FIN401 Insurance & Risk Management: September 11
#Unit 7 DB: Protecting the Business
On the morning of September 11, 2001, two airplanes, American Airlines Flight 11 and United Airlines Flight 175, collided in the north and south towers (the main “Twin Towers”) of the World Trade Center complex in New York City. Shortly thereafter, as a result of fires caused by burning jet fuel and falling debris, the Twin Towers collapsed (south tower – 9:59 am; north tower – 10:28 am), resulting in significant damage to the remaining five other towers that made up the complex and the buildings in the vicinity. The collisions were the result of acts of terrorism perpetrated by a foreign terrorist group.
Larry Silverstein, the leaseholder of the WTC Properties, entered a 99-year lease of the complex just a few months prior to the attacks. To protect his lease, Mr. Silverstein had multiple layers of insurance placed on the complex through various insurance companies. After the attacks, Mr. Silverstein sought to collect on the various insurance policies, arguing that the attacks were two separate instances of an “occurrence” under the respective policies and as such, the policies should cover the resulting damage separately. The insurers challenged Mr. Silverstein’s position (some of the insurers argued that the attack constituted one continuous attack, although multiple planes were involved). Litigation ensued.
Additional information regarding the WTC litigation:
- The litigation with the insurers took over 6 years to finalize through settlement.
- There were over seven different insurers involved. The insurers included primary coverage insurers (they provided the initial layer of coverage on the property) and excess insurers (these insurers covered the property above the primary insurer(s), and other excess insurers, but only up to their additional limit of coverage).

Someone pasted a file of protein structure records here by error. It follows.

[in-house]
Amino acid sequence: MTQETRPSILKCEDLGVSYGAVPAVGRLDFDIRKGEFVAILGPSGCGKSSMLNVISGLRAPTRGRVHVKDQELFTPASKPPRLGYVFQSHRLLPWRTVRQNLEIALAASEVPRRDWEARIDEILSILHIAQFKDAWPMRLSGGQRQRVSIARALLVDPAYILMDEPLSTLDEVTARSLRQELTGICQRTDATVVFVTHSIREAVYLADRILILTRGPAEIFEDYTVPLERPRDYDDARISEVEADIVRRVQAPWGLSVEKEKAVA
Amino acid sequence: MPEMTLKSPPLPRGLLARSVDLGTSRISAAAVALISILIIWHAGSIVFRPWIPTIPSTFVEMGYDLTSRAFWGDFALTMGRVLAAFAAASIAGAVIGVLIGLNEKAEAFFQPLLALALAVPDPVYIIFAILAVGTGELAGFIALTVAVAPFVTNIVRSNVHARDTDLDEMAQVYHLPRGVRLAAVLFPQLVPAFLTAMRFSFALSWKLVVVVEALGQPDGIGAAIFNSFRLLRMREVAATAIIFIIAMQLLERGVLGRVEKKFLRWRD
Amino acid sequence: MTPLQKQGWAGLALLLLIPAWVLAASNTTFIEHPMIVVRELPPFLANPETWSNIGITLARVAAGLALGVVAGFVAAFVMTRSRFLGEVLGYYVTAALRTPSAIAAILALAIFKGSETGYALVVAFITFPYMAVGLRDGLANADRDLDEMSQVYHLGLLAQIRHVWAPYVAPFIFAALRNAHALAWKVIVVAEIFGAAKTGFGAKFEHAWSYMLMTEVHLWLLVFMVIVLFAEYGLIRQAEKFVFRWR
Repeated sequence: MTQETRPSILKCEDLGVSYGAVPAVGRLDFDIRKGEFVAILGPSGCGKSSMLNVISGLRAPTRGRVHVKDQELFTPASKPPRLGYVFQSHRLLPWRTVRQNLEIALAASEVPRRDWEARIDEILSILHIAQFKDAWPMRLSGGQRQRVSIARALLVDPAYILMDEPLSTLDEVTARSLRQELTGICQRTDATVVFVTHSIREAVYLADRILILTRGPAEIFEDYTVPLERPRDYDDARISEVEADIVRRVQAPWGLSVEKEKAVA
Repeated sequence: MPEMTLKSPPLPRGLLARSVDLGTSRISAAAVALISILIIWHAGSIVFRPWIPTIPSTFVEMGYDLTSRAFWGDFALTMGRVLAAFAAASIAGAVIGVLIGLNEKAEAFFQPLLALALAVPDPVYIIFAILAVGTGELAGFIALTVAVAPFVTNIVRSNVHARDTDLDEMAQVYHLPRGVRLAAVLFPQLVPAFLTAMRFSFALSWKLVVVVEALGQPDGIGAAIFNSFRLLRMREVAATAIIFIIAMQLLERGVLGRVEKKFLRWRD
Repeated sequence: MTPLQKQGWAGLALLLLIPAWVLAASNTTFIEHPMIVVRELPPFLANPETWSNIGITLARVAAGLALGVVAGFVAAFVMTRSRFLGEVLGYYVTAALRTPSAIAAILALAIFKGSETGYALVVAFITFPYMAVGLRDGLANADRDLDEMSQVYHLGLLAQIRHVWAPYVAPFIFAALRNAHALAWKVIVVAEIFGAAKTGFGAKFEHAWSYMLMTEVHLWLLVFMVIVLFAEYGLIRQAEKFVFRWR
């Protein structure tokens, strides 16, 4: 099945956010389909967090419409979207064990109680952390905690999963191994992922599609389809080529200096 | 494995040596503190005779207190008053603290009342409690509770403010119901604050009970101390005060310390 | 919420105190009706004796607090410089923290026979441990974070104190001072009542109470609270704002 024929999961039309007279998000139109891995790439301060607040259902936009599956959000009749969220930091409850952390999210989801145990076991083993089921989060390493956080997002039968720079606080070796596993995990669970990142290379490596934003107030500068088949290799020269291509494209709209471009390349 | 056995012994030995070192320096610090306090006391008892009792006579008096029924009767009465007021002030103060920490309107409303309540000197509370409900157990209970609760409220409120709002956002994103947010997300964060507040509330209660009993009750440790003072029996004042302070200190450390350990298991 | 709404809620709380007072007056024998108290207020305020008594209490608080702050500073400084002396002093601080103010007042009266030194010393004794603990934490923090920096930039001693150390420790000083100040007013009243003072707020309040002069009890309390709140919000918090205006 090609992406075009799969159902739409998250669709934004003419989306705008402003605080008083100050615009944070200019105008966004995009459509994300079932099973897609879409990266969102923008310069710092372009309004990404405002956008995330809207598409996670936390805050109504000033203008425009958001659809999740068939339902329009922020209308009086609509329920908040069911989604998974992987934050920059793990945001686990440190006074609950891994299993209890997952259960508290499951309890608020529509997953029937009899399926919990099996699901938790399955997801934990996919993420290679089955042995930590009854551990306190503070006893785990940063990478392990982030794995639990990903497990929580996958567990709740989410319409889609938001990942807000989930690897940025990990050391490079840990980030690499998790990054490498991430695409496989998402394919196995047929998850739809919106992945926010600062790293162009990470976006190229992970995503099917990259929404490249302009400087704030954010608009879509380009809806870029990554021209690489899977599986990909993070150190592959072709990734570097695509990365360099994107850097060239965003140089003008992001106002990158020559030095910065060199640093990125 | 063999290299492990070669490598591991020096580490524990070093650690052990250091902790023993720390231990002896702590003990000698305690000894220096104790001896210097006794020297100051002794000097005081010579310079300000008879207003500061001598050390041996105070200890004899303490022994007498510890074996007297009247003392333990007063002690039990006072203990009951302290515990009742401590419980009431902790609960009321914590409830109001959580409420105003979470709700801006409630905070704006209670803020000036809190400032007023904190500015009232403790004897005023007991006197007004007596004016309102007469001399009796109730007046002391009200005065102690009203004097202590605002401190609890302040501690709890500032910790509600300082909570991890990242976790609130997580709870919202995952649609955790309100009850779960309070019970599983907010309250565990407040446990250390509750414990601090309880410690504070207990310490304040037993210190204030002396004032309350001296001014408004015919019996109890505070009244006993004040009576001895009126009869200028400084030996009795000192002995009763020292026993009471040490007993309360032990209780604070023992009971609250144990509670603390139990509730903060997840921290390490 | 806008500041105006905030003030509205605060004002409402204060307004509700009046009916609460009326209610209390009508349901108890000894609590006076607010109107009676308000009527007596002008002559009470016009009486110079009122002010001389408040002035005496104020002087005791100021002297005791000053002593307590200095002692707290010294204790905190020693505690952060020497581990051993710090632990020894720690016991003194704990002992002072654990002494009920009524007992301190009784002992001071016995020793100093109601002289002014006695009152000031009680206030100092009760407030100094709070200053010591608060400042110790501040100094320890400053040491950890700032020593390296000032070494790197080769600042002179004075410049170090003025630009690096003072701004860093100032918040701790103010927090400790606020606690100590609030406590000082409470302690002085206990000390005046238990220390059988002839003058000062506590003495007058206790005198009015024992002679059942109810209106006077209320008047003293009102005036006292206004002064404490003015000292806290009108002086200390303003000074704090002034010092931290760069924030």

- Mr. Silverstein originally argued that the attacks were two separate occurrences under the respective insurance policies, valued at $3.5 billion each. Thus, he argued that the insurers were collectively responsible, under their respective policies and up to their respective limits of liability, for $7 billion in insurance coverage.
- After a series of court hearings, the court determined that the maximum that could be recovered from the insurers was $4.68 billion.
- Through a series of settlement negotiations with the insurers, Mr. Silverstein was able to recover $4.55 billion (about 97% of the maximum recovery).
- If the matter did not settle, it was estimated that it would take another 2-3 years minimum of litigation, including appeals, to fully resolve the case.
#Discuss whether Mr. Silverstein had a valid claim and the impact of coverage on commercial insurance coverage. Your response should include what you have learned about commercial property insurance in the Unit and the applicable insurance provisions that may have resulted in coverage for the structures.